MANILAThe Court of Appeals (CA) affirmed the legality of a 2011 Quezon City ordinance regulating commercial signs.
In a seven-page ruling dated Nov. 9 penned by Associate Justice Mario Lopez, the CA's Special Fifteenth Division reversed a ruling issued by the Quezon City Regional Trial Court, which declared as null and void Ordinance No. SP-2109, S-2011.
Associate Justices Maria Filomena Singh and Pablito Perez concurred with the decision.
The lower court, in its ruling, said the local legislation contradicts the National Building Code and is an invalid exercise of police power. It likewise directed the Quezon City government to stop implementing the ordinance and from rolling down or dismantling billboard materials and other similar structures.
The appellate court, however, explained that the local government unit must possess the power to enact an ordinance covering a particular subject matter and according to the procedure prescribed by law; and that the ordinance must not go against the Constitution, enacted laws or against public policy or must not be unreasonable, oppressive or discriminating.
The CA ruled that Congress has given the Quezon City government the power to regulate billboard structures within its territorial jurisdiction by virtue of Republic Act 537, otherwise known as the Revised Charter of Quezon City.
It noted that Republic Act 537 gave the Sangguniang Panlungsod the authority, by ordinance or resolution, to tax, fix the license fee, and regulate the business of signs, signboards, and billboards.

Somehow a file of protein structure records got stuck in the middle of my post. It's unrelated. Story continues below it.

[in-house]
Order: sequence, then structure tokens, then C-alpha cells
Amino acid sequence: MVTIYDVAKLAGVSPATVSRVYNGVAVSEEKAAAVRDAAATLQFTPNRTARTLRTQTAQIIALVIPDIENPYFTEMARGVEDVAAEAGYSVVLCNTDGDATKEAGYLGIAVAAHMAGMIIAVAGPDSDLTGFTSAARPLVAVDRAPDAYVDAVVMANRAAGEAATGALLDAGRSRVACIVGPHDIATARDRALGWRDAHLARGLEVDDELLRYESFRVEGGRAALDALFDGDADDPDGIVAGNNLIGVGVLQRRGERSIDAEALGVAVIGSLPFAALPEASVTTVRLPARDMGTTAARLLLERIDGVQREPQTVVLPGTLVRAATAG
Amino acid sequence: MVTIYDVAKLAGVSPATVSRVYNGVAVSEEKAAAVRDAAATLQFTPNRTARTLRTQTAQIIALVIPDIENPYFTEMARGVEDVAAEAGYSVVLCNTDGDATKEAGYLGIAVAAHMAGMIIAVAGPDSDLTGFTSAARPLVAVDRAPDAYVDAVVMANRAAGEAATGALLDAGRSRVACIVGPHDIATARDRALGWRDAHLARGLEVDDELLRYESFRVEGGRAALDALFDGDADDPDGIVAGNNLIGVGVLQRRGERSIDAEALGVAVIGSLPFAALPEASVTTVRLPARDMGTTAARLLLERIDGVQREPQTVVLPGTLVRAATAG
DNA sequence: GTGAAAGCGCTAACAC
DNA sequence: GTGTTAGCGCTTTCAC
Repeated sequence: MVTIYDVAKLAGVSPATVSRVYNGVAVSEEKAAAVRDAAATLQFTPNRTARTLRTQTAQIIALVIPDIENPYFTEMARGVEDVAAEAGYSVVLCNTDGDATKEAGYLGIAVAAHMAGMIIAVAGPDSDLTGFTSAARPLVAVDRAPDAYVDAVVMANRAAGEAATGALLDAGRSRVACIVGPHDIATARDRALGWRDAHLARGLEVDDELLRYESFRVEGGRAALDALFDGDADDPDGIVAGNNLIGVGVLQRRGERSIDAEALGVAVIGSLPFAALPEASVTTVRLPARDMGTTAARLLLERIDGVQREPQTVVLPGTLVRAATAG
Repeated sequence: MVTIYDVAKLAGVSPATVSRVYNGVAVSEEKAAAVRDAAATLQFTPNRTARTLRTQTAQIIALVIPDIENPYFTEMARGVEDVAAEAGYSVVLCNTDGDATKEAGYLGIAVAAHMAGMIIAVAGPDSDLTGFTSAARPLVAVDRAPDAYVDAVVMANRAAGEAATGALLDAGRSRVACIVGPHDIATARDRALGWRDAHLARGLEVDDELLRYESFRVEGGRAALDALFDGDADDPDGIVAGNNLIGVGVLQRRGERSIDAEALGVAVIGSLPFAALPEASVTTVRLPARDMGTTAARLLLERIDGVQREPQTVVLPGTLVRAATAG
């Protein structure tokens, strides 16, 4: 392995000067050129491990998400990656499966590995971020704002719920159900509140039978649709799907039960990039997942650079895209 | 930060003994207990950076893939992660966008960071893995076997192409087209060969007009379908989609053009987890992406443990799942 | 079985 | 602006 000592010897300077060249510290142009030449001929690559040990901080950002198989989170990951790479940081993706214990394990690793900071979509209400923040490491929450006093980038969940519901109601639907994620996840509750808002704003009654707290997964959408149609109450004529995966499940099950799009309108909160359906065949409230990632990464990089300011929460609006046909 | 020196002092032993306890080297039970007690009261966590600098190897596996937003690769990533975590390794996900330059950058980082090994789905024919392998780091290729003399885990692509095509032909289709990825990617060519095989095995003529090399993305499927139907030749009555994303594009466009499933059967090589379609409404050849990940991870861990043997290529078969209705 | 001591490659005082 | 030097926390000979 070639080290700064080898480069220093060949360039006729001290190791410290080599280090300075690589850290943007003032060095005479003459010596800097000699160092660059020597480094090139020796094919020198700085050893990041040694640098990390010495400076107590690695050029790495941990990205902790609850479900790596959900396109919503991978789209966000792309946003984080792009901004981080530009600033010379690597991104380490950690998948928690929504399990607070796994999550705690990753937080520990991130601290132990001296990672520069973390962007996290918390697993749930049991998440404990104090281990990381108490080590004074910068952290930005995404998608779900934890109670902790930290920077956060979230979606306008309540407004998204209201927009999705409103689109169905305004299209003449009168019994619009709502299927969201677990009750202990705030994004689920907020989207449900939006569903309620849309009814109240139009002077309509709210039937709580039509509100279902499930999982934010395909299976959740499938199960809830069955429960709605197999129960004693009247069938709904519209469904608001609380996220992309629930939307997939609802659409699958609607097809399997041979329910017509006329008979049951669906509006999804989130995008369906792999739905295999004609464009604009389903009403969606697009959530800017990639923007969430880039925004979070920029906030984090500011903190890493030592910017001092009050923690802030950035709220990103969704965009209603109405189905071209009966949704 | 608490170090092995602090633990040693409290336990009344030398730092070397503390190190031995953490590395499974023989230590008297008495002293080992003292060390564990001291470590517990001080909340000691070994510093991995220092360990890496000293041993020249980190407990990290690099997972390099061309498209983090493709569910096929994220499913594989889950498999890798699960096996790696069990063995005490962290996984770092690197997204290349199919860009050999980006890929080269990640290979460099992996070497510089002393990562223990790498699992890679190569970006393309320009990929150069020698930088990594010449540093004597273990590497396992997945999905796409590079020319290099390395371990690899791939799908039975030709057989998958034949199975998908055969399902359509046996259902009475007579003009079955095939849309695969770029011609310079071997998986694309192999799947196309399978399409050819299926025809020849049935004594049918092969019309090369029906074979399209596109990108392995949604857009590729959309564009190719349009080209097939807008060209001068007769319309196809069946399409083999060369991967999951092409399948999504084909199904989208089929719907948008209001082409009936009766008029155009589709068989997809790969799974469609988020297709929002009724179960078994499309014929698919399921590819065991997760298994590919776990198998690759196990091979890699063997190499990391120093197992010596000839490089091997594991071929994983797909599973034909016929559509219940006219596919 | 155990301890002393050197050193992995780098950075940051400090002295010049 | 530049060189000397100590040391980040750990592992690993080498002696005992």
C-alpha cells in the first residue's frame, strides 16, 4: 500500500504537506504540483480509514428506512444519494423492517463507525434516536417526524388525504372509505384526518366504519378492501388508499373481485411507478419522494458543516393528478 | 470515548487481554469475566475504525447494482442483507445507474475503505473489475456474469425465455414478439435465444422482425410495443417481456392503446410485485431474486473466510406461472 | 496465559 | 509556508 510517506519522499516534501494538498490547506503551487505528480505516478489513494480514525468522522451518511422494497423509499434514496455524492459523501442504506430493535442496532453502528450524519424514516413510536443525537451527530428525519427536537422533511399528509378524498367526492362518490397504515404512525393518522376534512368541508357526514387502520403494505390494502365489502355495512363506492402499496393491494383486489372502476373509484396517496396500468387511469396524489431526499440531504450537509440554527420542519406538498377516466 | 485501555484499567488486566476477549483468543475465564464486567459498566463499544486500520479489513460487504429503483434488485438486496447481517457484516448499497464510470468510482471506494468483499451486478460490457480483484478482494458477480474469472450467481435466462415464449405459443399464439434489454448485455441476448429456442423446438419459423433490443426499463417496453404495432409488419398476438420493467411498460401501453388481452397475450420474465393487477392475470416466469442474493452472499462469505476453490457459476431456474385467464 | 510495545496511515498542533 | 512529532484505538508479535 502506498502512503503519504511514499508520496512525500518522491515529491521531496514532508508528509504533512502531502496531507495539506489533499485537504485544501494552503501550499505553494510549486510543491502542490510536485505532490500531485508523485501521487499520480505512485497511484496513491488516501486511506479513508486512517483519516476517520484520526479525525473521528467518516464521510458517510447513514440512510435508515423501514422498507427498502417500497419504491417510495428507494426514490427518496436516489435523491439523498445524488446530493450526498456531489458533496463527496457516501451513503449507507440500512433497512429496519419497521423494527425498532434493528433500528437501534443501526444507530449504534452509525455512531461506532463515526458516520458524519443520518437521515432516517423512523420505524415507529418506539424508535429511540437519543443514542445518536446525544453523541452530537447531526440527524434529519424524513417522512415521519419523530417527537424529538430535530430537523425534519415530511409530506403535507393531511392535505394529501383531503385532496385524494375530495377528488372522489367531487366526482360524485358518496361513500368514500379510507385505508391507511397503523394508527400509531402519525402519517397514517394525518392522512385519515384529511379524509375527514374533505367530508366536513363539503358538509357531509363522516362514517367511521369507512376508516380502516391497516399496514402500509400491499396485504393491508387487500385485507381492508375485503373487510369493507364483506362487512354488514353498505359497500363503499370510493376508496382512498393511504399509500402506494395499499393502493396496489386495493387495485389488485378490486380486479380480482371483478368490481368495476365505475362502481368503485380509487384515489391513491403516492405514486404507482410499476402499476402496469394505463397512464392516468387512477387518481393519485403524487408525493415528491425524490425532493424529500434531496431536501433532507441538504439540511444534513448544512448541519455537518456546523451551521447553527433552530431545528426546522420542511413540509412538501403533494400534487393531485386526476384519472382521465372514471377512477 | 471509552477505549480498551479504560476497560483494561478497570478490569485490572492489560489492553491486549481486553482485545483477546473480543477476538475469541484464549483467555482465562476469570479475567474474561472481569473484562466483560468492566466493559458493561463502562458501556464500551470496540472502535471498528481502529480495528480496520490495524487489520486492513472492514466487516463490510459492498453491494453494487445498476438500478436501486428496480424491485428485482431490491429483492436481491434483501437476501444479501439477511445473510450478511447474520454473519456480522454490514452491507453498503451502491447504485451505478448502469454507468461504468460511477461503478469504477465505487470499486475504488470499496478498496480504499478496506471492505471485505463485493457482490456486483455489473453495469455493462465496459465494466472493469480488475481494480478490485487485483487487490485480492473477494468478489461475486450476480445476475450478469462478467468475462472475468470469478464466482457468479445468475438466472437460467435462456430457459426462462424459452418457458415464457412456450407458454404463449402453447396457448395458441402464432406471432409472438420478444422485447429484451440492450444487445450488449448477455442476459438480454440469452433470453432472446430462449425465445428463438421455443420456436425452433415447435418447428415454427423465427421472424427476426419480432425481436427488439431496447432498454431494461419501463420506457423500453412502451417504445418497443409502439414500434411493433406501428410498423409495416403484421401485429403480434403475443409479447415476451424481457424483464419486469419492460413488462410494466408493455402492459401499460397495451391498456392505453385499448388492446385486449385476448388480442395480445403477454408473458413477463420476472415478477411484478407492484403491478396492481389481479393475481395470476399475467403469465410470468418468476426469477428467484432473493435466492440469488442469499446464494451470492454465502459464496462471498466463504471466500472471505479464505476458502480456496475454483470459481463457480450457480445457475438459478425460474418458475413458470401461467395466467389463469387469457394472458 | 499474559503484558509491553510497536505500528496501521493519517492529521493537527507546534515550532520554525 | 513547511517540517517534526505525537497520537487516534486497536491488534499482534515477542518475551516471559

Thus, the CA pointed out, the ordinance does not need to refer to the procedures laid down in the National Building Code.
More importantly, Ordinance No. SP-2109 is a valid exercise of police power. It has lawful subject and seeks to regulate all signs and sign structures based on prescribed standards as to their design, construction, installation and maintenance to : (a) stop the proliferation of illegal signage and billboards along Quezon City's thoroughfares; (b) safeguard the life and property of local inhabitants; and (c) preserve the aesthetics of the surroundings, the CA declared.
It added that the ordinance uses lawful methods and rules in implementing its policies.
We reiterate that an ordinance is presumed valid. The courts must not be quick at declaring it unconstitutional unless the rules imposed are so excessive, prohibitive, arbitrary, unreasonable, oppressive, or confiscatory, the appellate court noted.
The case arose from the petition filed by advertising firm United Neon Advertising, Inc., which sought to declare the ordinance as unconstitutional.
It argued that the ordinance is an invalid exercise of police power since Congress delegated to the Department of Public Works and Highways the authority to issue rules governing commercial signs.
The firm received notices of violation from the QC Department of Building Official following safety inspection in 2013.
It pointed out that United Neon's structures are dangerous and ruinous for lack of maintenance and non-compliance with the technical specification under the ordinance.
Due to its failure to rectify the defects, the city government issued notices to the respondent but were unheeded, prompting authorities to dismantle its structures. (PNA)
Source: Philippine News Agency